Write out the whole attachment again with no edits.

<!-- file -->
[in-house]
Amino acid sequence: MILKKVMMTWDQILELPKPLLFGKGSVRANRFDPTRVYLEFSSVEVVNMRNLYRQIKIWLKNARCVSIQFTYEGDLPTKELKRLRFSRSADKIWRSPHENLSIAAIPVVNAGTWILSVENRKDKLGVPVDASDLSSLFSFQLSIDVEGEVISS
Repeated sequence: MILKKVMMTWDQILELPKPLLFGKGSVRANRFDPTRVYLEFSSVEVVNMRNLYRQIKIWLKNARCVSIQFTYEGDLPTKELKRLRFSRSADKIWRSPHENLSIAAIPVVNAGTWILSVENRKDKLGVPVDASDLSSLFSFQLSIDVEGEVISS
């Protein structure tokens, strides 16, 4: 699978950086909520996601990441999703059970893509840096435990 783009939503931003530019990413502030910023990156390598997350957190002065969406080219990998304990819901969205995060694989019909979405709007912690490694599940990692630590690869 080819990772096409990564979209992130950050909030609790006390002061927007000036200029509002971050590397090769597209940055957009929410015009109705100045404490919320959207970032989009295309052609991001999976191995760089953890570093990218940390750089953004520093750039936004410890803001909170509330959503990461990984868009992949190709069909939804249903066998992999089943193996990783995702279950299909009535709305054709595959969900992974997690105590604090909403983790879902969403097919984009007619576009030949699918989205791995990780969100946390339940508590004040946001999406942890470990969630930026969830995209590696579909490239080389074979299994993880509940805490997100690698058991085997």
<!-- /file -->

[in-house]
Amino acid sequence: MILKKVMMTWDQILELPKPLLFGKGSVRANRFDPTRVYLEFSSVEVVNMRNLYRQIKIWLKNARCVSIQFTYEGDLPTKELKRLRFSRSADKIWRSPHENLSIAAIPVVNAGTWILSVENRKDKLGVPVDASDLSSLFSFQLSIDVEGEVISS
Repeated sequence: MILKKVMMTWDQILELPKPLLFGKGSVRANRFDPTRVYLEFSSVEVVNMRNLYRQIKIWLKNARCVSIQFTYEGDLPTKELKRLRFSRSADKIWRSPHENLSIAAIPVVNAGTWILSVENRKDKLGVPVDASDLSSLFSFQLSIDVEGEVISS
């Protein structure tokens, strides 16, 4: 699978950086909520996601990441999703059970893509840096435990 783009939503931003530019990413502030910023990156390598997350957190002065969406080219990998304990819901969205995060694989019909979405709007912690490694599940990692630590690869 080819990772096409990564979209992130950050909030609790006390002061927007000036200029509002971050590397090769597209940055957009929410015009109705100045404490919320959207970032989009295309052609991001999976191995760089953890570093990218940390750089953004520093750039936004410890803001909170509330959503990461990984868009992949190709069909939804249903066998992999089943193996990783995702279950299909009535709305054709595959969900992974997690105590604090909403983790879902969403097919984009007619576009030949699918989205791995990780969100946390339940508590004040946001999406942890470990969630930026969830995209590696579909490239080389074979299994993880509940805490997100690698058991085997």